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New Bias in orientation of galaxies
[link|http://arxiv.org/abs/0708.4013|arXiv]
Very interesting, the elliptical galaxies show a distinct bias in orientation. And this matches oddities found previously in the background radiation of the universe.

This could be because of some previously unknown observer bias, it could be because of a flawed assumption in the survey, or it could indicate that the big bang had some structure. If it is the last it will have huge implications.

Jay

New Perhaps it has structure because . . .
. . our universe is just part of a bigger spiral thingy?
[link|http://www.aaxnet.com|AAx]
New This is minor oddity, compared with - -
Why there is any 'matter' left at all: why did not the 'normal' + antimatter do what these do when they meet ??? (Or, at least - oscillate in relative dominance!?)

(Always we love to 'get back to symmetry', as it just feels so Right. No?)

Physics (astro- or other) at its extremes - becomes indistinguishable from its meta- counterpart. And with astrophysics - there isn't even that "colloquy of argumentative minds" to assess "experimental results". (We are pretty bad at Nation building; fortunately for the Cosmos - we don't get to do terraforming. One hopes.)

Now, if we tweak that Gravitational Constant juuust a tad

New It suggested something else to me.
I was wondering if the 'bias' in structure could point toward a 'centre'.

Wade.


Is it enough to love
Is it enough to breathe
Somebody rip my heart out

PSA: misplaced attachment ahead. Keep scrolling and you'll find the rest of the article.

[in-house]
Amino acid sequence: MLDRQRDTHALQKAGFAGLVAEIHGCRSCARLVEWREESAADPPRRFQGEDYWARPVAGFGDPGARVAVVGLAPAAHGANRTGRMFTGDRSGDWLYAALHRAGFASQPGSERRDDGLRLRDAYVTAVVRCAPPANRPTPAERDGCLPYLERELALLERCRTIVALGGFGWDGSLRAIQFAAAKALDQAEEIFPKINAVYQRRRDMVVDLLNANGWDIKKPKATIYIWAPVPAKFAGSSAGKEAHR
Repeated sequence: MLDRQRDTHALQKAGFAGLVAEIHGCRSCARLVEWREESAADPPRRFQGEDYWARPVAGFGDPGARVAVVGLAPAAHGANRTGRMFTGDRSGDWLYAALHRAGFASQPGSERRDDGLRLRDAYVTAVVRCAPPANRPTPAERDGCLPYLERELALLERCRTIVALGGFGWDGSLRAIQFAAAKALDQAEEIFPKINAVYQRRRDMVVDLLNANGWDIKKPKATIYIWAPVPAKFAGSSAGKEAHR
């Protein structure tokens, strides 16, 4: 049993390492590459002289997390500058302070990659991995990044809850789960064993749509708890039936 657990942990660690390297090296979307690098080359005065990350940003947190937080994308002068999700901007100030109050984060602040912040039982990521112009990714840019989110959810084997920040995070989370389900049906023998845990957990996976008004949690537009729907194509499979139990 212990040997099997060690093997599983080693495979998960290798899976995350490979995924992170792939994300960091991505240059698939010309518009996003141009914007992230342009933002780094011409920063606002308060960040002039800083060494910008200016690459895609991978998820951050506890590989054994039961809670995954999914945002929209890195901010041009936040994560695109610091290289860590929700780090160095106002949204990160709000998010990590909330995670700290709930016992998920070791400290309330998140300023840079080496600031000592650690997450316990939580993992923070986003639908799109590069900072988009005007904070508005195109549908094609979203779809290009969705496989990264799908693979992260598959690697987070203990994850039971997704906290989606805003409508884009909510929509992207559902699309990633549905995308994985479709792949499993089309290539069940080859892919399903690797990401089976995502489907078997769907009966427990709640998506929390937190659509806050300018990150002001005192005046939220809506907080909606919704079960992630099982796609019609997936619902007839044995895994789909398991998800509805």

And leave me here to bleed
 
Is it enough to die
Somebody save my life
I'd rather be Anything but Ordinary
Please



-- "Anything but Ordinary" by Avril Lavigne.

· my ·
· [link|http://staticsan.livejournal.com/|blog] ·
· [link|http://yceran.org/|website] ·

New That works also
I was thinking more along the lines of the big bang having some degree of spin, but a center is also possible.

Thinking that way, it could also mark the point where one of the energy level collapses that separated the fundamental forces happened. I can easily see the drop happening in one point and the rippling through all of space at the speed of light, creating a shock wave that would align things.

Jay
     Bias in orientation of galaxies - (JayMehaffey) - (4)
         Perhaps it has structure because . . . - (Andrew Grygus)
         This is minor oddity, compared with - - - (Ashton)
         It suggested something else to me. - (static) - (1)
             That works also - (JayMehaffey)

Cloaca Cola... oh, that was sooo good.
30 ms